In pursuit of Mr Brain's handmaidens Truths which will embarrass the church
Faith & Reason Andrew Brown finds that one of the most frightening revelations in the Nine O'Clock Service scandal is of a section of the Church with no idea of what a cultural tradition might be.
Saturday 26 August 1995
If we are to have laws on privacy, then they should be framed bearing in mind the way the Church in Sheffield has so well distinguished between truths which will embarrass the Church, and which have been freely available, and the truths which might shame the victims of the scandal and which have been successfully concealed.
There were at least 20 print journalists in Sheffield last week, all hunting for one of Mr Brain's handmaidens, and no one would talk to the press. The women most affected were guarded by security guards with dogs in a large private house. This would not have stopped them talking to the press had they wanted to, but it let them avoid it when they did not want to. And in the absence of any juicy details about exactly who did what, with which, and to whom, there was nothing for the tabloids to get their teeth into so they went off to chew other victims, notably Mr and Mrs Barrymore.
The same difficulties did not deter the middle-market and the broadsheet papers from carrying the scandal at length. But their readers are more likely to go to church. Their readers, in fact, are often the sort of people who might have been members of the Nine O'Clock Service. So far as I can tell, the Nine O'Clock Service was not actually composed of working- class people or even potential recruits to the Jesus Army. They ignored it as they tended to ignore the rest of the Church of England. Rather, it was made up of people like me, and perhaps like you: middle-class types with bohemian leanings. It may have been made up of people who had never gone to church before, nor known anyone who had, but if the purpose of the whole vast enterprise was to reach out to young urban working-class males, it seems to have failed pretty dismally.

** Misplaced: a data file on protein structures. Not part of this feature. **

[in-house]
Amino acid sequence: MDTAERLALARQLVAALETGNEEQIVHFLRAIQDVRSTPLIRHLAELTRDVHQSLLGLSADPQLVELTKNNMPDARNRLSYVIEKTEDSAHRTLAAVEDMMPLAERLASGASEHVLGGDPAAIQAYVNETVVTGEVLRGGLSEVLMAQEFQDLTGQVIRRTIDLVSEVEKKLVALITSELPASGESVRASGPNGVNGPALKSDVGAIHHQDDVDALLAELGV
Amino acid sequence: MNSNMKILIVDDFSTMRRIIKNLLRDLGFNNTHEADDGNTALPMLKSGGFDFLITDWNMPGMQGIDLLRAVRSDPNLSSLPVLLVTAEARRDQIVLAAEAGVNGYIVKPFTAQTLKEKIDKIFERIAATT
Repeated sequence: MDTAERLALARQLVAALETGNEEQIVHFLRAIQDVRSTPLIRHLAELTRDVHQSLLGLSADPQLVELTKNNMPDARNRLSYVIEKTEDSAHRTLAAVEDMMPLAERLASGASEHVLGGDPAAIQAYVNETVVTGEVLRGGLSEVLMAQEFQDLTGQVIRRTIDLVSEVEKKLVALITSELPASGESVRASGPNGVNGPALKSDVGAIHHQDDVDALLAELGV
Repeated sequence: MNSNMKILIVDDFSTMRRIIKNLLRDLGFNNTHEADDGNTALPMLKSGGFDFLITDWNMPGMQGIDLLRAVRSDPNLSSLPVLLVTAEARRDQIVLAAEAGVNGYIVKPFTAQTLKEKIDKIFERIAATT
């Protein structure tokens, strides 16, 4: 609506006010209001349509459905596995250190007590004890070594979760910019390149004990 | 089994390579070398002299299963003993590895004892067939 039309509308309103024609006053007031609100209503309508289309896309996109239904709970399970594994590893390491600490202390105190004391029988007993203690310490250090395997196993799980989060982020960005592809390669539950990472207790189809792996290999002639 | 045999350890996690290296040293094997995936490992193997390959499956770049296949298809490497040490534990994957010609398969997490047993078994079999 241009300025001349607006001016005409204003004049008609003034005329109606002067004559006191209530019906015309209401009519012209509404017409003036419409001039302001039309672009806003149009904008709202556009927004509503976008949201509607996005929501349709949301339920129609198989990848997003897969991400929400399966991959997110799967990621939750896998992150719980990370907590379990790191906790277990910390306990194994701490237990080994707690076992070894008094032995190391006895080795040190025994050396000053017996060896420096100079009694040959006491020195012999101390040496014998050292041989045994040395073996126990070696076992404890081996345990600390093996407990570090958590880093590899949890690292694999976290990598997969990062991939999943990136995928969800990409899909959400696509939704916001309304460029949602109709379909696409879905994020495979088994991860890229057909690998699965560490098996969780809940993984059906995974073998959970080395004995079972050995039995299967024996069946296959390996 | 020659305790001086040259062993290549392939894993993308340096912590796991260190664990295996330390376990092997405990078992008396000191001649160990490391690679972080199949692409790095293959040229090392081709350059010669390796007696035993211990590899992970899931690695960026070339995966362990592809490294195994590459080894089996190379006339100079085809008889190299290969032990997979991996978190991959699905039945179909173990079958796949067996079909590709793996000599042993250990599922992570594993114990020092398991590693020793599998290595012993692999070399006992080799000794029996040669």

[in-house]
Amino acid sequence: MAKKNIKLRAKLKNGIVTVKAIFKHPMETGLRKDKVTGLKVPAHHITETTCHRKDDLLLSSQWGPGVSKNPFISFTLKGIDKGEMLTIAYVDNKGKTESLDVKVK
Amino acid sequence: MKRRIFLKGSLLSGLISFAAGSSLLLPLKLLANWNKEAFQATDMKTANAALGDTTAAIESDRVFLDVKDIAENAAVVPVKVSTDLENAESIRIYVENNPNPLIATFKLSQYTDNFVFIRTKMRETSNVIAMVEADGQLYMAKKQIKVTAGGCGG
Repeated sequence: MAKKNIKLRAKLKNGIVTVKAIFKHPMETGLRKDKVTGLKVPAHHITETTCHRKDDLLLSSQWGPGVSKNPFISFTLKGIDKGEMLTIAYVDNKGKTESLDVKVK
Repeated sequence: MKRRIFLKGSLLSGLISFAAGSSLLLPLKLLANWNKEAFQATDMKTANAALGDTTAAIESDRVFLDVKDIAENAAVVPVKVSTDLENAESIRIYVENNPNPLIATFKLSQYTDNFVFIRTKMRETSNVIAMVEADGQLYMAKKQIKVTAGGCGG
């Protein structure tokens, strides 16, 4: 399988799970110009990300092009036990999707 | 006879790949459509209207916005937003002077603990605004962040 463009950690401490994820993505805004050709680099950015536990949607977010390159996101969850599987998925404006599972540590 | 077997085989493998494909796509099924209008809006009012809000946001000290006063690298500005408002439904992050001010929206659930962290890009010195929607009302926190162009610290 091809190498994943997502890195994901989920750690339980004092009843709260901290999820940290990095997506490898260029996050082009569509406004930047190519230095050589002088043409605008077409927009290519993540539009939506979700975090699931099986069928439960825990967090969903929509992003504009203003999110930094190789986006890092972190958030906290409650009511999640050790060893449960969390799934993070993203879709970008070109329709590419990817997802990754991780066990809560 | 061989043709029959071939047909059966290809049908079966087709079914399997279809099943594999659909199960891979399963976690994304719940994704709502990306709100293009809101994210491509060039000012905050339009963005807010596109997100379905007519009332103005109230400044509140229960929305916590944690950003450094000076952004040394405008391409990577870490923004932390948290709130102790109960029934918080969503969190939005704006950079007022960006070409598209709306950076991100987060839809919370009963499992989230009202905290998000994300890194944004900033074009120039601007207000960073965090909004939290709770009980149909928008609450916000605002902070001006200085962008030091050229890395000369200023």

Indeed, one question arising from the fiasco is why the church should bother with that sort of youth work at all. At a time when resources are limited, it seems extraordinary for the Church of England to put any effort into recruiting young men between 15 and 25 who are the group least likely to respond to its efforts. I did put this question to Pete Ward, the Archbishop of Canterbury's Adviser on youth evangelism, and one of the supporters of NOS. I found his reply illuminating in its impenetrability.
"One way of viewing popular culture is that it is a series of messages and symbols and signs and that those move between various groups of people," he said, "and that what's important is for the church to be sending and receiving messages. We're good at communicating. Think of popular culture as Windows 95" "Yes", I said, "We don't need it, and it demands a huge hardware upgrade." But he loved this comeback. He wants Windows 95. He wants the whole church continually upgraded. "If you think of the church building or people, or training, or investment in education as hardware, that's the issue we have to address," he said.
Actually, any sensible computer user asks themselves not whether they have the best possible hardware or software, but whether what they have is not too irritatingly inadequate. And surely the Church of England's present "hardware" is more or less all right.
The really frightening implication of the Sheffield scandal is that these structures might in fact be inadequate. For suppose for a moment that the group did not represent some strange urban subculture, but was actually more or less in the mainstream of modern middle-class life. The problem is not, then, their taste in lights or music: they found the Eagles inadequate to express their conception of God, but many people have done that without drifting into heresy.
Nor is the problem that they found a diet of pure charismatic excitement unfulfilling after a while, and set out to connect to the tradition of the wider church. The problem is that they had no idea of what a cultural tradition might be. It is not something you can build by will-power, any more than you can cook Caribbean food in London. The fresh ingredients just aren't here. If you don't belong in an intellectual or cultural tradition you may have brilliant ideas. What you will lack, though, is common sense. If you have grown up in a wholly secular society you may well find God; what you will lack is a sense of the ridiculous.
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